Stages of Capital: Law, Culture, and Market Governance in Late Colonial India
Ritu Birla
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Between 1870 and 1930, the British regime in India implemented a barrage of commercial and contract laws directed at the “free” circulation of capital, including measures regulating companies, income tax, charitable gifting, and pension funds, and procedures distinguishing gambling from speculation and futures trading.

Ritu Birla argues that this understudied legal infrastructure institutionalized a new object of sovereign management – the market – and along with it, a colonial concept of the public. In jurisprudence, case law, and statutes, colonial market governance enforced an abstract vision of modern society as a public of exchanging, contracting actors free from the anachronistic constraints of indigenous culture.

Birla reveals how the categories of public and private infiltrated colonial commercial law, establishing distinct worlds for economic and cultural practice. This bifurcation was especially apparent in legal dilemmas concerning indigenous or “vernacular” capitalists, crucial engines of credit and production that operated through networks of extended kinship.

Posing the story of the Marwaris as an archive for reading the history law and capitalism together, Birla demonstrates how colonial law governed vernacular capitalists as rarefied cultural actors, so rendering them illegitimate as economic agents.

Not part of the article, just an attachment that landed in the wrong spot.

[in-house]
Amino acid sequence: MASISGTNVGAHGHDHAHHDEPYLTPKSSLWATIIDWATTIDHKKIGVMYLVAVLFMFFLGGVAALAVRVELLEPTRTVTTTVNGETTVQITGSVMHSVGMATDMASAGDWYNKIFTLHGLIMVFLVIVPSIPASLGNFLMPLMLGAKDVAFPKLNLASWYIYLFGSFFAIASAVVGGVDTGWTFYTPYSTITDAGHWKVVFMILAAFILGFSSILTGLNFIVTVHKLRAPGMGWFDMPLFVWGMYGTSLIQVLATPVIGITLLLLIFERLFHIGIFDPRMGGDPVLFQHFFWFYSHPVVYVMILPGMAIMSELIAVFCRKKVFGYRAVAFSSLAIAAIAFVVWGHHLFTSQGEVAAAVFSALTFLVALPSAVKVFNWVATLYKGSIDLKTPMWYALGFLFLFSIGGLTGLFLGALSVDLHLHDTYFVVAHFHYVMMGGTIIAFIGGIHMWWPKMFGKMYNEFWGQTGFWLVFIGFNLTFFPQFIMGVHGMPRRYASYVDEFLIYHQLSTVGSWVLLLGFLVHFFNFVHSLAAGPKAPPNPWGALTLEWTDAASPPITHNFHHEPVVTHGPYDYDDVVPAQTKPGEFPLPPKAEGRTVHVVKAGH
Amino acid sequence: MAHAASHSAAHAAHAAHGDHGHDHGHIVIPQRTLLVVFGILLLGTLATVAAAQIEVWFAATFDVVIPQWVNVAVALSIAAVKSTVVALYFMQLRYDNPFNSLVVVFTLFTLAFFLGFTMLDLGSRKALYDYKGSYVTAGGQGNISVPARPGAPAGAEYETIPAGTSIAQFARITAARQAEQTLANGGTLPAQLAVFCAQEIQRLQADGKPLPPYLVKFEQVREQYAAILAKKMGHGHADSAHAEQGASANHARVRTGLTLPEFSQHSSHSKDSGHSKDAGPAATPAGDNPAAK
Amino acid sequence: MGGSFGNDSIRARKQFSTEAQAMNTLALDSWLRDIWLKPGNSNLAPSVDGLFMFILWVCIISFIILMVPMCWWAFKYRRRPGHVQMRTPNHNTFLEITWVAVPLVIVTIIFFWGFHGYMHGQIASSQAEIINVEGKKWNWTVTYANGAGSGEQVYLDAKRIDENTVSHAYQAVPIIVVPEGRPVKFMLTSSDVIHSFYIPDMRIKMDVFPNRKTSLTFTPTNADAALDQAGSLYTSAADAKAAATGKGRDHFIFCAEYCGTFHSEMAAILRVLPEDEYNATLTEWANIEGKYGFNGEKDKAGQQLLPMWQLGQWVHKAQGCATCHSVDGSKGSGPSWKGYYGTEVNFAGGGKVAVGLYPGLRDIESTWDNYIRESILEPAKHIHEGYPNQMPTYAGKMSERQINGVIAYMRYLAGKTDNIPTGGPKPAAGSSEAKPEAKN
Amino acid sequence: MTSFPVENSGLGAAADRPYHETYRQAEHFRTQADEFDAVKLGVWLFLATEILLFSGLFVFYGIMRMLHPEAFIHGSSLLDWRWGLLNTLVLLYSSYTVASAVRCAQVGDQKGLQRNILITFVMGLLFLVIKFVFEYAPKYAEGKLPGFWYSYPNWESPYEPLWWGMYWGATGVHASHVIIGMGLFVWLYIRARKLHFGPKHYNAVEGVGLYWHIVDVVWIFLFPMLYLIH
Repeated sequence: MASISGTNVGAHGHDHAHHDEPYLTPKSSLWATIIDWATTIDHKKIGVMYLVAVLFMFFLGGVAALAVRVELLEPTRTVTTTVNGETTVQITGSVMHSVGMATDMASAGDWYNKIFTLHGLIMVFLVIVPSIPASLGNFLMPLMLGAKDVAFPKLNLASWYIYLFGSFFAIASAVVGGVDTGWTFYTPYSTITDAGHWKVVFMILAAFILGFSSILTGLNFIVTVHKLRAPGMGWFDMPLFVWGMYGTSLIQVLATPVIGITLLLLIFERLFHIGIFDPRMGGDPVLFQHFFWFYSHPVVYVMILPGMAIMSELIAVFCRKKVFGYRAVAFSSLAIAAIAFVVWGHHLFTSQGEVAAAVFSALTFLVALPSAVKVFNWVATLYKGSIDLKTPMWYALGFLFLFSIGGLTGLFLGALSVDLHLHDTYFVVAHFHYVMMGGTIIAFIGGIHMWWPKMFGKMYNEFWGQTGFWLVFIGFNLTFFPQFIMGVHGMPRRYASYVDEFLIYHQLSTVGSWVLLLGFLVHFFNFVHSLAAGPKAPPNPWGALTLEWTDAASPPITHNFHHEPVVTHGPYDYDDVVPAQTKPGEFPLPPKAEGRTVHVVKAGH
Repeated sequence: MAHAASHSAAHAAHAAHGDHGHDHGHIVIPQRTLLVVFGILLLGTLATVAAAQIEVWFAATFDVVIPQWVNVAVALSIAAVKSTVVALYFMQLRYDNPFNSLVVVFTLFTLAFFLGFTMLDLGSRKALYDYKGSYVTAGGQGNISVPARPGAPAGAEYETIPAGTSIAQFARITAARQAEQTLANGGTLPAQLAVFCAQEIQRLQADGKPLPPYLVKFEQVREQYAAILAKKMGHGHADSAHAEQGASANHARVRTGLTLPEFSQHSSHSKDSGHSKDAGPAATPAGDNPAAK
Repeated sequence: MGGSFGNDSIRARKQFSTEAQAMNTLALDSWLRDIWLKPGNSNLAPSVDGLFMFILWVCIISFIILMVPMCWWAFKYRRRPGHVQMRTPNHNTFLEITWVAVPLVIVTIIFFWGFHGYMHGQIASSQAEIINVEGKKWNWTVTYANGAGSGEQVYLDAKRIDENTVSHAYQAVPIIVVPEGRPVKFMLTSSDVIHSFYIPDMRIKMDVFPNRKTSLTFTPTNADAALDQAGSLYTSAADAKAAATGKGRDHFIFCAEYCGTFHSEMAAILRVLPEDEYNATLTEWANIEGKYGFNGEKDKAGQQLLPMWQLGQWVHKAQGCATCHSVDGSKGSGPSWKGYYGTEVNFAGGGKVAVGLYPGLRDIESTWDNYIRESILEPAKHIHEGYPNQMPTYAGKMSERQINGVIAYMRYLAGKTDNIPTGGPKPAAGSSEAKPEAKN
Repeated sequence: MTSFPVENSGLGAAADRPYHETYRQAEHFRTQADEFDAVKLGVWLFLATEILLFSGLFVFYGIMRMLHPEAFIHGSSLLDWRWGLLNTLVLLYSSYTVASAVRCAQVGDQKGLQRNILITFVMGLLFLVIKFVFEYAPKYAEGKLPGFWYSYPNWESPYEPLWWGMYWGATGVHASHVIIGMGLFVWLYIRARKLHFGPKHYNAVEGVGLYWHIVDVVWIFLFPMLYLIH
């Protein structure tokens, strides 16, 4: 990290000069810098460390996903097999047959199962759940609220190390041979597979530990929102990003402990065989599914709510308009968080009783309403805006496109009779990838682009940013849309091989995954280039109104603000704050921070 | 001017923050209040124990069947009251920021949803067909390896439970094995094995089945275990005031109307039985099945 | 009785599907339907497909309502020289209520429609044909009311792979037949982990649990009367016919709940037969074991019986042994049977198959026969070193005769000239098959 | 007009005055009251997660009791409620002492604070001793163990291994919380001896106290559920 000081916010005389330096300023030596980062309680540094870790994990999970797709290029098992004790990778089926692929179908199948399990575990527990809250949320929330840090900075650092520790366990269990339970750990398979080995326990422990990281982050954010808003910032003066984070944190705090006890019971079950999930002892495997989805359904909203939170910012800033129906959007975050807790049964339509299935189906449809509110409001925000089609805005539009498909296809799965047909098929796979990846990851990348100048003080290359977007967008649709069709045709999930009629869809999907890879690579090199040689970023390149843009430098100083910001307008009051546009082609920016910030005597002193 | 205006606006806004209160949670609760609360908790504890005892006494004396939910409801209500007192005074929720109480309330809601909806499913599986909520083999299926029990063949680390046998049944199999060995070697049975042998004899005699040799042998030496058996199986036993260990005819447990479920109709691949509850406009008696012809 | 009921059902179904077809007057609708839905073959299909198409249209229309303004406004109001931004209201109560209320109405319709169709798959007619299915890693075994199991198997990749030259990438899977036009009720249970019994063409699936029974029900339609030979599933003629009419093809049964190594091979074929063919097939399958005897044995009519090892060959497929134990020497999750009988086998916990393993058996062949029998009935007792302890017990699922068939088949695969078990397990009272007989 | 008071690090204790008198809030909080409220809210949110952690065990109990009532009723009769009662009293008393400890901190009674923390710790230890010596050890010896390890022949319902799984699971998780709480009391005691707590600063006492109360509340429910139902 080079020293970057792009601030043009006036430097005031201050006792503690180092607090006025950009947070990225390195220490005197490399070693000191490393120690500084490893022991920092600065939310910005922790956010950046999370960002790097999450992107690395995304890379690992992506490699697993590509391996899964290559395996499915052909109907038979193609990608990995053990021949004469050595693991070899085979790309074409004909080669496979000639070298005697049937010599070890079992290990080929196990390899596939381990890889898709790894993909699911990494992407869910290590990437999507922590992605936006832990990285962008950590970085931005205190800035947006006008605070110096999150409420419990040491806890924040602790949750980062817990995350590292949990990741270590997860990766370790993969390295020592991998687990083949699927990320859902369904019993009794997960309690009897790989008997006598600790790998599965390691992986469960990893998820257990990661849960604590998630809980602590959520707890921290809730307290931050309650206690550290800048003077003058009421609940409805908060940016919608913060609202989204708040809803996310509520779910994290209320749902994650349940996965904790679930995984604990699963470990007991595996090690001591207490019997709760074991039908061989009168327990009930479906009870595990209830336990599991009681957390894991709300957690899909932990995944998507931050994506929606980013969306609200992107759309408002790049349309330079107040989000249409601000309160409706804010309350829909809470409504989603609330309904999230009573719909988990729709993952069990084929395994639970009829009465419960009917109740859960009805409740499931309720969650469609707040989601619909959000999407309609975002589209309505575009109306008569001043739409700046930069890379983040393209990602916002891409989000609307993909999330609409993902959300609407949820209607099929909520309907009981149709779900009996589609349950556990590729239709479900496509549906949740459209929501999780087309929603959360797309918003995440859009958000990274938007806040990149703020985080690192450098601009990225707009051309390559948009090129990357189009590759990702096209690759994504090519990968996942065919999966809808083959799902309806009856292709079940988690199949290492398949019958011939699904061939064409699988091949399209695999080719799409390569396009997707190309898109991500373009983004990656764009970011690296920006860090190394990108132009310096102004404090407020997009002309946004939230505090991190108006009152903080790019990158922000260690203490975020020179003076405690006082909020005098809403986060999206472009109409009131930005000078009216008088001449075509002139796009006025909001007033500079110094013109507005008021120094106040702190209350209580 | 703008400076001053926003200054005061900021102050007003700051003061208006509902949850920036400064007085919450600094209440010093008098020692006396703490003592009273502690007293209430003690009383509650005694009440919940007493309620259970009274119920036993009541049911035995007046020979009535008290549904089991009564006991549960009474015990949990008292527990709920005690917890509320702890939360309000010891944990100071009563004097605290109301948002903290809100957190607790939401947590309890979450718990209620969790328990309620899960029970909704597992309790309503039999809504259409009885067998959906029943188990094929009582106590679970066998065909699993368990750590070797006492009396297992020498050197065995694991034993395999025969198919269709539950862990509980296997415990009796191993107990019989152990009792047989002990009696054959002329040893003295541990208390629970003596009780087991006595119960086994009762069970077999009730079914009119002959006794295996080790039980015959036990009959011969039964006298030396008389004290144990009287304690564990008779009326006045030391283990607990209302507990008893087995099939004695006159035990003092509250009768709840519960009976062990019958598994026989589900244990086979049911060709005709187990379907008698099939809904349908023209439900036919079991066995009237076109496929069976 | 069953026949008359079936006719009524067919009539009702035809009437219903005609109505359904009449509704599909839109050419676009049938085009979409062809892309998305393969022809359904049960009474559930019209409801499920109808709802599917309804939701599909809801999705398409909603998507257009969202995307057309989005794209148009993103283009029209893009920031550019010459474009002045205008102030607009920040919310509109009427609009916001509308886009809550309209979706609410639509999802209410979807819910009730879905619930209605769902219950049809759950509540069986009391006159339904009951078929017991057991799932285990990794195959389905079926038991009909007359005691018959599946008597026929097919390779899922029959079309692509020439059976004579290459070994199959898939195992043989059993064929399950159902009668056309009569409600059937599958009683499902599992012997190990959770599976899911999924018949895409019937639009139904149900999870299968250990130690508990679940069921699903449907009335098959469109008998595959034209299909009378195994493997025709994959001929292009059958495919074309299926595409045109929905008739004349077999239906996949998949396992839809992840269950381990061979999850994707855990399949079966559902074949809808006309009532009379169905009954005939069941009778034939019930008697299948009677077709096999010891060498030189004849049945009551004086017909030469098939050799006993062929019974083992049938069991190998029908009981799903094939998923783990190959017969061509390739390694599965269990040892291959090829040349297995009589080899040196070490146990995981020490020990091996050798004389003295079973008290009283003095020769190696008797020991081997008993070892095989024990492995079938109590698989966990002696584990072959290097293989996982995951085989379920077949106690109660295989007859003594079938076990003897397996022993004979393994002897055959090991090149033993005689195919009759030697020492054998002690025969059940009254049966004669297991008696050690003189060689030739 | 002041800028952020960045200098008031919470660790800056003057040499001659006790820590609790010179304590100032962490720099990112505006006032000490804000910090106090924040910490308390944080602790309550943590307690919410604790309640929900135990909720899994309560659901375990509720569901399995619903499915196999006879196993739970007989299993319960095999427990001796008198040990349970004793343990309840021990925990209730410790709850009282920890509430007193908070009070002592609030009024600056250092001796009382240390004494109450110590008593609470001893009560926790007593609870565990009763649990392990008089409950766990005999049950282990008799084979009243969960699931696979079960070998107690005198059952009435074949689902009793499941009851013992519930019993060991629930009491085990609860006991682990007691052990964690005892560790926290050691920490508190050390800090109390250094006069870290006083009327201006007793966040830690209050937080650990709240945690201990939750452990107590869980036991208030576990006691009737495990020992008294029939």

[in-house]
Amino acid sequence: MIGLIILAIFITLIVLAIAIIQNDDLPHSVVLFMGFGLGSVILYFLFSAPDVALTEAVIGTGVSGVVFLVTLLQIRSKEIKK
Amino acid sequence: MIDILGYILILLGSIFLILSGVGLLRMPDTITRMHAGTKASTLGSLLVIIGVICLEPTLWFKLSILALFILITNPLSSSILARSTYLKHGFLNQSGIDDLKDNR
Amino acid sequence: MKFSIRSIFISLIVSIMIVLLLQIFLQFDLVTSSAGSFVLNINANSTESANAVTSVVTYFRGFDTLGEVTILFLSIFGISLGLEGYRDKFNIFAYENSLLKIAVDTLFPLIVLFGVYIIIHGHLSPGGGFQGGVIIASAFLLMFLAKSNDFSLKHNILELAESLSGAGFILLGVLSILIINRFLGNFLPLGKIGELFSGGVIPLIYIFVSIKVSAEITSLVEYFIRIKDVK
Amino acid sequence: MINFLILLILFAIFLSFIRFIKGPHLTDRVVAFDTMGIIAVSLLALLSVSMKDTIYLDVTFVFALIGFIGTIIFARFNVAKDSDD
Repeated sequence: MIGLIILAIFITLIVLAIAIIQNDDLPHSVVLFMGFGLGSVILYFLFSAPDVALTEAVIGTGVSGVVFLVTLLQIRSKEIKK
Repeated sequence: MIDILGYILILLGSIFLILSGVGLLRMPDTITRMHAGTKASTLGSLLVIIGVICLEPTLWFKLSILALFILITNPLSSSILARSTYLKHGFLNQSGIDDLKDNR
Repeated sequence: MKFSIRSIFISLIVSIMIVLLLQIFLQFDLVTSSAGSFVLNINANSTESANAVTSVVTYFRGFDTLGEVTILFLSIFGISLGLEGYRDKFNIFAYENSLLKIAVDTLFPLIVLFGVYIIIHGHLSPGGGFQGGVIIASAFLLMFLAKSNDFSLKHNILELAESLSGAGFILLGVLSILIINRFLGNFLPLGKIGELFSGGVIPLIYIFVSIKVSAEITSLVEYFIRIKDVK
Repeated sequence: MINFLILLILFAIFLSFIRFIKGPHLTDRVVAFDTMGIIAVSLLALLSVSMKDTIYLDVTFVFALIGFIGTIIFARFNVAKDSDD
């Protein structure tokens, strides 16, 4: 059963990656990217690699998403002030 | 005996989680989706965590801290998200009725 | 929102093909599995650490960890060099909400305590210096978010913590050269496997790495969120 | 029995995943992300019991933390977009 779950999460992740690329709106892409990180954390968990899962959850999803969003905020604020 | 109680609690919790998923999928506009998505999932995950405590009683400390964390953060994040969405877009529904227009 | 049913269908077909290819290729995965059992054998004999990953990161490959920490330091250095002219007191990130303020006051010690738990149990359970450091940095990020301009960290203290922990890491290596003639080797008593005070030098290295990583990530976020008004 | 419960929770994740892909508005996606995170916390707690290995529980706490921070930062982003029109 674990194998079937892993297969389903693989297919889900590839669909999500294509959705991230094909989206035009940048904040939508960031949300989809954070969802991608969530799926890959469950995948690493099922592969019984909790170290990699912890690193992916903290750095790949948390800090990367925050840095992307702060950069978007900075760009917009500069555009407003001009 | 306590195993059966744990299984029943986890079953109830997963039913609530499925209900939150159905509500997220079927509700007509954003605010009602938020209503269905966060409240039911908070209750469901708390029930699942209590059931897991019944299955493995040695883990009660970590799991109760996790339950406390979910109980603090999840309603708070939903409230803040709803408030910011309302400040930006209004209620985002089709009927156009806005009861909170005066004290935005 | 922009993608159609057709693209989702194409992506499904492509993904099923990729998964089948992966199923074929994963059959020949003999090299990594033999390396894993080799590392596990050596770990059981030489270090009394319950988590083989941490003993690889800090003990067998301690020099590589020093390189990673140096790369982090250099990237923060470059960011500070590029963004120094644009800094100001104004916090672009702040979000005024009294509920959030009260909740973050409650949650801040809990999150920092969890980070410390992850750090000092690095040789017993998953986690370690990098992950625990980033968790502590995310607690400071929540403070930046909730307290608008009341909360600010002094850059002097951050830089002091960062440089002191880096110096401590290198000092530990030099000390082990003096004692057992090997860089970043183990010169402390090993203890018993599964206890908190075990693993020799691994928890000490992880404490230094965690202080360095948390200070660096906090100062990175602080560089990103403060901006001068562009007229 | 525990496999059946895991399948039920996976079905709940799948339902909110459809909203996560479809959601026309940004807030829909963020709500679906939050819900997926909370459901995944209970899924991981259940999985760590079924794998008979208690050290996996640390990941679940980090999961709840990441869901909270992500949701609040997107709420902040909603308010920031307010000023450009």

In Stages of Capital, Birla brings research on nonwestern capitalisms into conversation with postcolonial studies to illuminate the historical roots of India’s market society. Highlighting the cultural politics of market governance, the book is an unprecedented history of colonial commercial law, its legal fictions, and the formation of the modern economic subject in India.

Dr Ritu Birla is tenured Associate Professor in the Department of History at the University of Toronto.  Her research and writing brings expertise on modern India and colonialism, political and social theory, and legal and gender studies to questions in the global history of capitalism, the history of law and economy, and the cultural and intellectual history of modernity.  
Birla holds a BA in History and South Asian Studies (summa cum laude) from Columbia College, Columbia University, a second BA and MA from Cambridge University, where she held a Euretta J. Kellett Fellowship and a PhD in History from Columbia University.
Professor Birla is currently involved in a range of conversations on law, economy and global culture, including the Asian Futures Group at the Munk School for Global Affairs, University of Toronto, the Harvard Workshop on the Political Economy of Modern Capitalism, and the Sister Cities Project of the award-winning journal Public Culture (Duke University Press). A special issue of that journal presenting new academic approaches to Gandhi's thought and global presence, co-edited by Dr Birla and Dr Faisal Devji of Oxford University, will appear in Spring/Summer 2011.
Her new book, Stages of Capital: Law, Culture and Market Governance in Late Colonial India (Duke University Press, 2009; Orient BlackSwan, December 2010), uncovers the workings of colonial market governance and its distinctly new vision of Indian society as a market--as a public of exchanging, contracting economic actors.